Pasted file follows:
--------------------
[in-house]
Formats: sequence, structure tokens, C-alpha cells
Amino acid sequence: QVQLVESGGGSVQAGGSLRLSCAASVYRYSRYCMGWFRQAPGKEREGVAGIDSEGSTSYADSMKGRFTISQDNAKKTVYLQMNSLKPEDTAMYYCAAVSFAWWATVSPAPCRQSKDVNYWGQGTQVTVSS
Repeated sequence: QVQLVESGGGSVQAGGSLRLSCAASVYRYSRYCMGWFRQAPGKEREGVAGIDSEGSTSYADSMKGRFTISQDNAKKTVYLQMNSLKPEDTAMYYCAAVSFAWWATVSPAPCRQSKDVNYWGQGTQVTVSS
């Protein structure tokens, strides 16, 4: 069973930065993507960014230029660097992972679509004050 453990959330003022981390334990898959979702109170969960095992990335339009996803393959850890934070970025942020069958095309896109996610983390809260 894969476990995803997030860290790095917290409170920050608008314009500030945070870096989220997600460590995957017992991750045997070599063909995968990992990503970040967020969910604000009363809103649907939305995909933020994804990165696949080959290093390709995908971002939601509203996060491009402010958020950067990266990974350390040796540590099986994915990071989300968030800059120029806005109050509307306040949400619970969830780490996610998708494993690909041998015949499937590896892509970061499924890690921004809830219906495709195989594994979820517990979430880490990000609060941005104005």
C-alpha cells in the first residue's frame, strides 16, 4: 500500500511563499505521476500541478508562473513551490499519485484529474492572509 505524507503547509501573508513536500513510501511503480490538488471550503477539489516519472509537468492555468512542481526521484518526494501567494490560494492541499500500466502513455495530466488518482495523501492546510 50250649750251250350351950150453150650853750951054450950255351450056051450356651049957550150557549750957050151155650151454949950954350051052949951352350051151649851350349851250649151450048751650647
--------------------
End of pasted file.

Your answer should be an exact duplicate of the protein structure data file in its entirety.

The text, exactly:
[in-house]
Formats: sequence, structure tokens, C-alpha cells
Amino acid sequence: QVQLVESGGGSVQAGGSLRLSCAASVYRYSRYCMGWFRQAPGKEREGVAGIDSEGSTSYADSMKGRFTISQDNAKKTVYLQMNSLKPEDTAMYYCAAVSFAWWATVSPAPCRQSKDVNYWGQGTQVTVSS
Repeated sequence: QVQLVESGGGSVQAGGSLRLSCAASVYRYSRYCMGWFRQAPGKEREGVAGIDSEGSTSYADSMKGRFTISQDNAKKTVYLQMNSLKPEDTAMYYCAAVSFAWWATVSPAPCRQSKDVNYWGQGTQVTVSS
């Protein structure tokens, strides 16, 4: 069973930065993507960014230029660097992972679509004050 453990959330003022981390334990898959979702109170969960095992990335339009996803393959850890934070970025942020069958095309896109996610983390809260 894969476990995803997030860290790095917290409170920050608008314009500030945070870096989220997600460590995957017992991750045997070599063909995968990992990503970040967020969910604000009363809103649907939305995909933020994804990165696949080959290093390709995908971002939601509203996060491009402010958020950067990266990974350390040796540590099986994915990071989300968030800059120029806005109050509307306040949400619970969830780490996610998708494993690909041998015949499937590896892509970061499924890690921004809830219906495709195989594994979820517990979430880490990000609060941005104005």
C-alpha cells in the first residue's frame, strides 16, 4: 500500500511563499505521476500541478508562473513551490499519485484529474492572509 505524507503547509501573508513536500513510501511503480490538488471550503477539489516519472509537468492555468512542481526521484518526494501567494490560494492541499500500466502513455495530466488518482495523501492546510 50250649750251250350351950150453150650853750951054450950255351450056051450356651049957550150557549750957050151155650151454949950954350051052949951352350051151649851350349851250649151450048751650647